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THE TALES: SUMMARIES/CHARACTERS AND NOTES
The General Prologue (continued)
The Merchant had a forked beard, was dressed in motley and rode a high horse. He wore a Flemish beaver hat and his boots were clasped elegantly. He gave his opinions on English policy very pompously and these opinions were always dictated by his idea of what would be good for trade and lead to an increase of his own profits. He firmly believed that the sea between Middleburgh and Orwell should be guarded at all costs. He profitably sold French crowns called "sheeldes" that he received in exchange for his goods. He was very dignified in the management of his affairs and nobody knew about his debts. Although he was a worthy man Chaucer doesn’t know his name.
There was also a serious Clerk of Oxford who had devoted himself to the study of logic. His horse was as thin as a rake. The Clerk was a very thin man. He wore a threadbare upper coat since he didn’t have any source of income. He spent all that he got from friends on books and learning and prayed earnestly for the souls of those who gave him the means to study. He was very studious and didn’t speak more than what was required. The little the he spoke was full of moral meaning. He would gladly learn and also teach gladly.
The Clerk is among Chaucer’s idealized portraits. There is no irony in his description. Chaucer has deep admiration for the Clerk’s serious devotion to his study of philosophy.
The Sergeant at Law
The Sergeant at Law was a careful and wise lawyer. On many occasions he had been appointed directly by the king to serve as a judge. His skill and wide reputation had earned him huge fees and lavish presents. He always sought unentailed ownership of land. He seemed busier than he actually was. He remembers all the cases and decisions which had occurred since King William’s time. He had the skill to draw up a legal document with the perfect phrasing. He could recite every statute by heart.
The Franklin accompanied the lawyer. His beard was as white as a daisy. He loved to eat bread dipped in wine in the morning. He was a true Epicurean and a big landowner. His bread and ale were of the finest quality and his cellar was always well - stocked. His menus varied in accordance with the seasons of the year. It snowed food and drink in his house. His coop was filled with fat birds and his fishpond was populated with breams and pikes. He presided over the sessions of the Justices of the Peace and was a Member of Parliament for his county. He had served as the King’s administrative officer and auditor for his county. A short dagger and a silken pouch hung from his milk white belt.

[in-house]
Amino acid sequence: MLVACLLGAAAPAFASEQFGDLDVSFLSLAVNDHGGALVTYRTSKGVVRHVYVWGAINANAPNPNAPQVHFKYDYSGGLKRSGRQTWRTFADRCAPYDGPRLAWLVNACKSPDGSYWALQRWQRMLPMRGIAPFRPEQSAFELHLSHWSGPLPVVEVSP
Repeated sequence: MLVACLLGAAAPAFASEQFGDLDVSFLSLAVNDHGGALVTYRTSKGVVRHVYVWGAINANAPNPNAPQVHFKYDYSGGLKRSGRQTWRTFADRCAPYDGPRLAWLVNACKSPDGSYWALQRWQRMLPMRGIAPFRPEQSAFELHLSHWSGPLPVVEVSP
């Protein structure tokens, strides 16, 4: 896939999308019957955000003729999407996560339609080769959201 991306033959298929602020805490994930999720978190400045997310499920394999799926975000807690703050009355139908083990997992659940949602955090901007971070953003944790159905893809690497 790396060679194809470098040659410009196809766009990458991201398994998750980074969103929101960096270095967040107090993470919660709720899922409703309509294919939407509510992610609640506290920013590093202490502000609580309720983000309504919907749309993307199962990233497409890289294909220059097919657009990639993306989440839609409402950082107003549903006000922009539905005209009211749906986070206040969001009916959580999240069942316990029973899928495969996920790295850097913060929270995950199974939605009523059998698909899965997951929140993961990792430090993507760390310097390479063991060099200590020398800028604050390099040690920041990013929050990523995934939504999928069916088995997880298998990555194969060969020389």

The Haberdasher, Dyer, Carpenter, Weaver, and Tapestry- maker
All of them are dressed in the uniform of their guild. Their equipment was new and lavishly decorated. Their knives were mounted with silver and not cheap brass. Each of them was worthy to sit as a burgess on a dais in the guildhall. They were eligible to serve as aldermen since they were knowledgeable. Even their wives would agree that they earned enough income and owned large properties since it is very pleasant to be addressed as "madam" and have one’s mantle carried like a queen’s. The guilds men had a cook with them.
The Cook accompanying the guildsmen was the best judge of London ale. He was an expert in his trade. He could roast and boil, broil, fry, make stew and bake proper pies. It was a shame that he had an open sore on his shin since he could make the best chicken pie.